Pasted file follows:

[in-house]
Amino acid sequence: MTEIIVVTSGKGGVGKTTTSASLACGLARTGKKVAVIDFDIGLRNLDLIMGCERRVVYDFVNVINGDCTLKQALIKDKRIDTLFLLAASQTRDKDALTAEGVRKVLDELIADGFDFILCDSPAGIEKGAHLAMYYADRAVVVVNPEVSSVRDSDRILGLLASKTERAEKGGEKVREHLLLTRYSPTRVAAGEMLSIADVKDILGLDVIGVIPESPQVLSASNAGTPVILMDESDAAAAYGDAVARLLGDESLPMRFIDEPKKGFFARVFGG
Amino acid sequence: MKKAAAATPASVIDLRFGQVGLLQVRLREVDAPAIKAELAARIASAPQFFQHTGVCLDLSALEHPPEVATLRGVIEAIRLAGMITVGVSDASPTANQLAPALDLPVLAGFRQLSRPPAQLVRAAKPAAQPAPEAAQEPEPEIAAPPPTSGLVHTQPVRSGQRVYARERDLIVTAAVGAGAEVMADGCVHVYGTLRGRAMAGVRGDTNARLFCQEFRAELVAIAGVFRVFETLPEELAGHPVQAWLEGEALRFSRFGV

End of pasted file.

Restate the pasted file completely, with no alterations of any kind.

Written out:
[in-house]
Amino acid sequence: MTEIIVVTSGKGGVGKTTTSASLACGLARTGKKVAVIDFDIGLRNLDLIMGCERRVVYDFVNVINGDCTLKQALIKDKRIDTLFLLAASQTRDKDALTAEGVRKVLDELIADGFDFILCDSPAGIEKGAHLAMYYADRAVVVVNPEVSSVRDSDRILGLLASKTERAEKGGEKVREHLLLTRYSPTRVAAGEMLSIADVKDILGLDVIGVIPESPQVLSASNAGTPVILMDESDAAAAYGDAVARLLGDESLPMRFIDEPKKGFFARVFGG
Amino acid sequence: MKKAAAATPASVIDLRFGQVGLLQVRLREVDAPAIKAELAARIASAPQFFQHTGVCLDLSALEHPPEVATLRGVIEAIRLAGMITVGVSDASPTANQLAPALDLPVLAGFRQLSRPPAQLVRAAKPAAQPAPEAAQEPEPEIAAPPPTSGLVHTQPVRSGQRVYARERDLIVTAAVGAGAEVMADGCVHVYGTLRGRAMAGVRGDTNARLFCQEFRAELVAIAGVFRVFETLPEELAGHPVQAWLEGEALRFSRFGV